Algebraic combinatorics Lecture 9: symmetric group representations and isomorphism of symmetric functions and class functions

Since I am not a superhuman, my blog lengths will significantly reduce in size from now on. Let {L(G)} be the space of functions on a finite group {G}. We can define the usual inner product on it, and the convolution makes it into a group algebra; one can associate each function with an element of the group algebra in the obvious way. The center of {L(G)} consists of class functions, as testified by the indicator functions of single elements. Thus a basis of the center is given by {\delta_C}, where {C} ranges over conjugacy classes. For class functions on {S_n},

\displaystyle  \langle f, h \rangle = \sum_\lambda \frac{f(\lambda) h(\lambda)}{z_\lambda}. \ \ \ \ \ (17)

Definition 9 Let {CL = \bigoplus_{n=0}^\infty CL_n} to be the graded algebra of class functions, where multiplication is defined by

\displaystyle  f \circ g = \rm{IND}_{S_n \times S_m}^{S_{n+m}}(f \times g) \in CL_{n+m}. \ \ \ \ \ (18)

Further let {\rm{ch}: CL \rightarrow \Lambda} called the characteristic map be defined by

\displaystyle  \rm{ch}(f) = \frac{1}{n!} \sum_{\omega \in S_n} f(\omega) p_{\rho(\omega)} = \sum_{\lambda\vdash n} f(\lambda) p_\lambda / z_\lambda. \ \ \ \ \ (19)

Proposition 10 Ch is an isometry.

The induced map {\rm{IND}_{S_n \times S_m}^{S_{n+m}}(f)} is defined by the Frobenius relation:

\displaystyle  \langle \rm{IND}_{S_n \times S_m}^{S_{n+m}}(f), \chi \rangle_G = \langle f, \rm{Res}_H^G \chi\rangle_G \ \ \ \ \ (20)

or equivalently,

\displaystyle  \rm{IND}_{S_n \times S_m}^{S_{n+m}}(f)(s) = \sum_{i=0}^k \bar{f}(t_i^{-1} s t_i), \ \ \ \ \ (21)

where {t_i} are representative of right cosets of {H} in {G}, and {\bar{f}} equals f on H and 0 o.w.
The proposition above is easy, next we show

Proposition 11 Ch is an algebra isomorphism.

Proof: One can write

\displaystyle  Ch(f) = \langle f, \psi \rangle \ \ \ \ \ (22)

where {\psi: S_n \rightarrow \Lambda^n} given by {\psi(\omega) = p_{\rho(\omega)}}. Note {\psi} is a function on {S_n} with value in the space of symmetric functions. This coupled with Frobenius reciprocity easily prove the assertion. \Box

Need some representation theory of {S_n}. For a G-set X (G acts transitively), one has the permutation reprsentation on it. For set partitions of {[n]} given by a partition {\lambda}, called partial rankings, {S_N} acts on them in the natural way, i.e., permuting the labels. This representation is called Specht module.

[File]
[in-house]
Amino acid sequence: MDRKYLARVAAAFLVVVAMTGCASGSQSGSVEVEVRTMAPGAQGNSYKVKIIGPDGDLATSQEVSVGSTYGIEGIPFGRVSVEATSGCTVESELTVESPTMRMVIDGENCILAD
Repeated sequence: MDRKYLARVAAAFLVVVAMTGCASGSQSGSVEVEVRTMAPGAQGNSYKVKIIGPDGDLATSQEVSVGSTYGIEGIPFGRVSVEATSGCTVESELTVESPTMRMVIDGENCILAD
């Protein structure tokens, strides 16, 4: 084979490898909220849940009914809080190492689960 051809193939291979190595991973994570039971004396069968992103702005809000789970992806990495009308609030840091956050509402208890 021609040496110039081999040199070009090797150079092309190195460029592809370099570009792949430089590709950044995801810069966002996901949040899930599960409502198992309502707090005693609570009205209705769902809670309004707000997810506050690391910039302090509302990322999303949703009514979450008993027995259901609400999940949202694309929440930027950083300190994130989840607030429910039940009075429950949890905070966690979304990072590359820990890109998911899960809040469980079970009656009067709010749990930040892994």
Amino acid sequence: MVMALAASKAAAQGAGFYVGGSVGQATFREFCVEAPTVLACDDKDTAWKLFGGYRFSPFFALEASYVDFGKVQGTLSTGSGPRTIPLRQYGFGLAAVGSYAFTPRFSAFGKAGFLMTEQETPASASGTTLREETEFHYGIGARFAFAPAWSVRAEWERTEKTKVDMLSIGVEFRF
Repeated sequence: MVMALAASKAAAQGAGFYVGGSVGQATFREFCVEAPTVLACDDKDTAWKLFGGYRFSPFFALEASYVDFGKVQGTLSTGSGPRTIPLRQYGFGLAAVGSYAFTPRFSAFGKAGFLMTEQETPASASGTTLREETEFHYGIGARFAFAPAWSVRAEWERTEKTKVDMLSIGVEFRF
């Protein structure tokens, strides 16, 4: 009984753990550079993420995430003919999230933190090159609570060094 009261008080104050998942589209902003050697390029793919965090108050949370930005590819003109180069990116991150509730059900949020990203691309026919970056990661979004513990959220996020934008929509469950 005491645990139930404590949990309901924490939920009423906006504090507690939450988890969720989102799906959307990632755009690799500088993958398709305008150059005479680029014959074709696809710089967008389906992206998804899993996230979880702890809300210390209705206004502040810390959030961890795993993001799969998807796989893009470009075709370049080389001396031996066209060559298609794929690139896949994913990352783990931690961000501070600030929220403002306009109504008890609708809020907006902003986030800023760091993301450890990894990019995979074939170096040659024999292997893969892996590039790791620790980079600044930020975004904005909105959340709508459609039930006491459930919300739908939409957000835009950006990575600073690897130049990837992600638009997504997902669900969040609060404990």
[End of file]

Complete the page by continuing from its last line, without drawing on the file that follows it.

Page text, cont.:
Fact: {m^\lambda = \rm{IND}_{S_\lambda}^{S_n} (1)}, where {S_\lambda = S_{\lambda_1} \times \ldots \times S_{\lambda_k} \subset S_n}. But these representations are reducible, for instance:

\displaystyle  m^{n-1,1} = S^n \oplus S^{n-1,1}. \ \ \ \ \ (23)

Let {\eta^\lambda} be the character of {m^\lambda}.

Proposition 12

\displaystyle  \rm{ch}(\eta^\lambda) = h_\lambda = h_{\lambda_1} \ldots h_{\lambda_l} \ \ \ \ \ (24)

Proof: First we establish it for {f = 1 = \delta_{S_n}}. So we basically need {Ch(f) = \sum_\lambda \frac{p_\lambda}{z_\lambda} \overset{?}{=} h_n}. Recall {\prod_{i,j} (1-x_i y_j)^{-1} = \sum_\lambda \frac{p_\lambda(x) p_\lambda(y)}{z_\lambda}}. Setting {y_1 = 1}, {y_2 = \ldots =0}, then {p_\lambda(y) = t^{|\lambda|}}. Then

\displaystyle  \prod_i (1-tx_i)^{-1} = \sum_\lambda \frac{p_\lambda(x)}{z_\lambda} t^{|\lambda|}\\ = \sum_n t^n \sum_{\lambda \vdash n} \frac{p_\lambda(x)}{z_\lambda} \ \ \ \ \ (25)

But {[t^n] \prod_i (1-x_i t)^{-1} = h_n}.
Finally

\displaystyle  Ch(\eta^\lambda) = Ch(\delta_{S_{\lambda_1}} \circ \ldots \circ \delta_{S_{\lambda_l}}) = h_{\lambda_1} h_{\lambda_2} \ldots h_{\lambda_l} = h_\lambda \ \ \ \ \ (26)

\Box

Next we find linear combinations of {\{\eta_\lambda\}} giving an irreducible character. Recall Munagen-Nakayama:

\displaystyle  p_\mu = \sum_{\lambda \vdash n} \chi^\lambda(\mu) s_\lambda\\ s_\mu = \sum_{\lambda \vdash n} \frac{\chi^\lambda(\mu)}{z_\lambda} p_\lambda. \ \ \ \ \ (27)

{\chi^\lambda(\mu)} is the number of tableaux of shape {\lambda} and type {\mu}. Define the following linear combination of products of {\eta_\lambda}‘s:

\displaystyle  \psi^\lambda = \det (\eta^{\lambda_i + j -i}) \ \ \ \ \ (28)

in analogy of Jacobi-Trudi formula for Schur functions. Then using isometry and algebra isomorphism of {\rm{ch}}, we see

\displaystyle  \langle \psi^\lambda, \psi^\nu \rangle = \delta_{\lambda \nu}. \ \ \ \ \ (29)

Since the {\eta^k}‘s are characters of possibly reducible representations, which in turn are {{\mathbb Z}}-linear combinations of irreps, we know that {\pm \psi^\lambda}‘s must be irreducible characters. And since {\psi^\lambda(1) = } the number of SSYT’s which is positive, we know that {\psi^\lambda} is the irreducible characters (they evaluate to a positive trace on identity) and can be identified with {\chi^\lambda}.

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About aquazorcarson

math PhD at Stanford, studying probability
This entry was posted in algebraic combinatorics, Uncategorized. Bookmark the permalink.

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